• There is an undeniable gap of seating capacity between A321 (220 max seating capacity) and A350-800 (440 max) as well as for 737-9 (215 max) and 787-8 (380 max). Maybe Airbus could do an A322 (260 max) and an A350-200R (330 max) with a new small wing. Could Boeing do B737-10 and a B787-7R with small wing while refurbishing the 777?

      • Why should Airbus do anything other than improve the efficiency of existing programs and increase their Financial Health? I mean, the 737 program is being eclipsed by the a320, the 777 Program has seen its better days and will be eclipsed by the a350 Program, and the 787 Program is a Financial Succubus that is draining Boeing of cash and hindering its ability to invest in the future. Given Boeing’s situation, just how can they possibly present a real challenge to a financially-healthy Airbus?

        Remember: Every 787 delivery is a win for Airbus.

    • “I wonder how much weight and fuel burn could be safed by a dedicated short range wing for an A320R.”
      Don’t expect more than 5%. Rather less. If it was such a low hanging fruit, someone would have grabbed it.
      Otherwise, I fully agree on your conclusions although I would love to see a small twin aisle, but I know (after I really did some research), that it doesn’t work out.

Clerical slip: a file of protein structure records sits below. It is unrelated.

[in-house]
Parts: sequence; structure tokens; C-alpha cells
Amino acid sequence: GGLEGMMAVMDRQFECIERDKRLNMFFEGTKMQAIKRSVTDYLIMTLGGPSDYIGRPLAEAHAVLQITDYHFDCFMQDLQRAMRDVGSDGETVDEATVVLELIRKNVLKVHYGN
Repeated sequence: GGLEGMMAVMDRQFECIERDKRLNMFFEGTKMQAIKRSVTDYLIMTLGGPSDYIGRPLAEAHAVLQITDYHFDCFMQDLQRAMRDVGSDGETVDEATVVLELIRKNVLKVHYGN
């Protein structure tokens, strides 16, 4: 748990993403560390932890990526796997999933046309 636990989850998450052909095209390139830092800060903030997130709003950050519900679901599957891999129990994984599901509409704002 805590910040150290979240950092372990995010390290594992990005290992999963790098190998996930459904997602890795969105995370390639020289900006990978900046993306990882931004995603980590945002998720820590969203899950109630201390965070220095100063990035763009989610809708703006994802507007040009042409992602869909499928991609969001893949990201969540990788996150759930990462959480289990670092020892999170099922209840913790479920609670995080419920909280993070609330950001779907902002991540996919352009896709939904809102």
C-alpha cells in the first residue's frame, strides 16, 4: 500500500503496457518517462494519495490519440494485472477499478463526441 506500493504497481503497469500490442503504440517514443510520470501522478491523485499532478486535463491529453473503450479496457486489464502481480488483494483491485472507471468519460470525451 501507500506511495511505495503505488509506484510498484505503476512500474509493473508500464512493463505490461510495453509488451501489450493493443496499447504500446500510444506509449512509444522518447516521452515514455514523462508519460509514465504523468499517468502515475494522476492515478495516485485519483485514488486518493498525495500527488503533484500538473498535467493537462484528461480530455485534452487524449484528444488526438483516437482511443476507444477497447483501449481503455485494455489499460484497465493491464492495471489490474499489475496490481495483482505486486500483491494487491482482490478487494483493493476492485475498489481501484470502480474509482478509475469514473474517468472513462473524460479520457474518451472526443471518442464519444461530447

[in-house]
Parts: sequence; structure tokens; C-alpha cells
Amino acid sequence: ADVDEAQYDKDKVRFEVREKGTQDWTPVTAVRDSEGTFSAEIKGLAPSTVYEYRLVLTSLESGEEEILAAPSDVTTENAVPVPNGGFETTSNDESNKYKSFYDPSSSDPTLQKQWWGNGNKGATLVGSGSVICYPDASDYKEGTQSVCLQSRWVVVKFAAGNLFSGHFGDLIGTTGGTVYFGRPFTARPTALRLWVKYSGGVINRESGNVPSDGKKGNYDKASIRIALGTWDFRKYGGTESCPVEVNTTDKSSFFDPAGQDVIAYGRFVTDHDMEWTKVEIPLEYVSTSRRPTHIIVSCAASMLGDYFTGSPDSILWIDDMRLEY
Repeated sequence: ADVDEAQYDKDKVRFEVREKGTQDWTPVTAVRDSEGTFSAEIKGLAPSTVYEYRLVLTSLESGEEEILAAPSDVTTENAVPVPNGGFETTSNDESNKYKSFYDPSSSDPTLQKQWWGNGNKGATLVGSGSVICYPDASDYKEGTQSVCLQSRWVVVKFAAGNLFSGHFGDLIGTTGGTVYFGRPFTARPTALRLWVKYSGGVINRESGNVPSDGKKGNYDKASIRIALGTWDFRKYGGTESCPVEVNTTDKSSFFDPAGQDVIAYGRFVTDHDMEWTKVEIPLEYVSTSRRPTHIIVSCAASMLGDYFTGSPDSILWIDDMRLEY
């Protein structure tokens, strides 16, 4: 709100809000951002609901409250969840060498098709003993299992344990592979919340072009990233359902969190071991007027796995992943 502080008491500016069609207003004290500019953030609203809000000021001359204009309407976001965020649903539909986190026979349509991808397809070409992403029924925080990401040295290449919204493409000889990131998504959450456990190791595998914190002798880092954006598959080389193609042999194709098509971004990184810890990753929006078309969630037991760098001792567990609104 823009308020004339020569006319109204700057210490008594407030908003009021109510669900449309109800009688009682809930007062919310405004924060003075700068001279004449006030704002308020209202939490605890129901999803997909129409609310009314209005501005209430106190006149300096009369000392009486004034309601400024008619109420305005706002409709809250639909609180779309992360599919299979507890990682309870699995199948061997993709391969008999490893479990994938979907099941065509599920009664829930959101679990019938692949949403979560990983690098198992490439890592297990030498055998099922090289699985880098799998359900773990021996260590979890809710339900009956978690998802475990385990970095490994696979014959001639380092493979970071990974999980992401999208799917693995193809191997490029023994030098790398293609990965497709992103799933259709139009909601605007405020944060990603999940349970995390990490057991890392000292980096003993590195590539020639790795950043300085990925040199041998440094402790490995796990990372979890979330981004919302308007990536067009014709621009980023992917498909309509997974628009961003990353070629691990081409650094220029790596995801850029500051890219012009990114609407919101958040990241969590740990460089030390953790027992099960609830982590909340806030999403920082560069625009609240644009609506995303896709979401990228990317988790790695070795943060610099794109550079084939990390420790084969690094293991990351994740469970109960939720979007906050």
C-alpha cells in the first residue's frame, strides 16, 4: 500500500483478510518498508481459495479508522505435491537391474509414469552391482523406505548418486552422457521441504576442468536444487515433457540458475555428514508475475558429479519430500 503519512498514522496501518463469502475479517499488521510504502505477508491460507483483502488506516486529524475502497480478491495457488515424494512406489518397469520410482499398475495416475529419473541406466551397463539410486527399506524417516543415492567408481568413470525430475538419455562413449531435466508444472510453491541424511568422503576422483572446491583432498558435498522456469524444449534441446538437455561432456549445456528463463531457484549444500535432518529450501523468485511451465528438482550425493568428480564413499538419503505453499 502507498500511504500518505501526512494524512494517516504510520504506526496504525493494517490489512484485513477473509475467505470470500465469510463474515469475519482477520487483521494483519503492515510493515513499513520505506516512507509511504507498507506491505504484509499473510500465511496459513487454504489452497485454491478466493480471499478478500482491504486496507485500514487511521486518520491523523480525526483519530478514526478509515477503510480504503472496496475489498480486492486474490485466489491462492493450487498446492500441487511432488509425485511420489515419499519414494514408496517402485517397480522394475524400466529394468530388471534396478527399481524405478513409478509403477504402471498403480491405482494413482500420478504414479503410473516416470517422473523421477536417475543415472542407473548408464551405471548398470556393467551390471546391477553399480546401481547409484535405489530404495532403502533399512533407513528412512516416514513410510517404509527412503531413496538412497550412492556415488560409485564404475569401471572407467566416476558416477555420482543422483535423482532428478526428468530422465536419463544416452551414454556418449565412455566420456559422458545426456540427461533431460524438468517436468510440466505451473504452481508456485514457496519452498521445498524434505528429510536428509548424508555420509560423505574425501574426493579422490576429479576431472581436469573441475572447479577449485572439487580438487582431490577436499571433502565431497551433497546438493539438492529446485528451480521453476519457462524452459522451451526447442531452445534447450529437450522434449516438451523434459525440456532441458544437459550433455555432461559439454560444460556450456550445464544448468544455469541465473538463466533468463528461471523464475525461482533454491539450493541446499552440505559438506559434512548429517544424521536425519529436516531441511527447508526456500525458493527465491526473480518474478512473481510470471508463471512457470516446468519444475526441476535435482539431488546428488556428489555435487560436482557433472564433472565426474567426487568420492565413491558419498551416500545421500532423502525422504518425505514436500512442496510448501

• @ nofly, re “3+3 is the most efficient seeting layout for single aisles” ?

      I offer to reword your proposition into “3+3 is the most efficient seeting layout for narrow-bodies”. In the context of 757, this aircraft is PRIMO a narrow-body and SEGUNDO it so happens it is a single-aisle [3+3] … now you say this choice is OK, because “3+3 is the most efficient” (I hope you will accept this reformulation does not alter the intent of your wording ?)

      I now offer to prove to you that your proposition is ambiguous :

      Take a fleet of 160 units 757 active during 17h (whereof one hour schedule slack) in each period of 24h : with [3+3] layouts – typically – 96 aircraft will produce 6 flights, the remaining 64 units doing only 5 flights, total 96 x 6 + 64 x 5 = 896 flights/24h.

      With [1+3+1] instead of [3+3] layouts, of the same 160 units, employing the SAME flight and cabin crews over the SAME 17h, 104 aircraft would do 6 flights, the remaining 56 units doing 7 flights !!, total 104 x 6 + 56 x 7 = 1,016 flights/24h.

      Question : which configuration is the most “efficient” ?

      • Seriously, if 1+3+1 was more effective in the fuselage diameter of a 737 or A320, we’d see this in action already.
        So reality seems to disagree with you here.

        Also, if you look at the math, it doesn’t make sense. Never mind that you don’t show how you arrive at the numbers you’re giving (where does the increase in flights come from, and where do you get the base numbers from, what typical route lengths are you assuming, etc.), I think you’re using the wrong metric to maximise/optimise, which makes everything thereafter irrelevant.

        An airline doesn’t solely try to maximise the number of flights. It tries to maximise the number of people carried over X amounts of flights. (Or actually: The amount of revenue generated per flight.)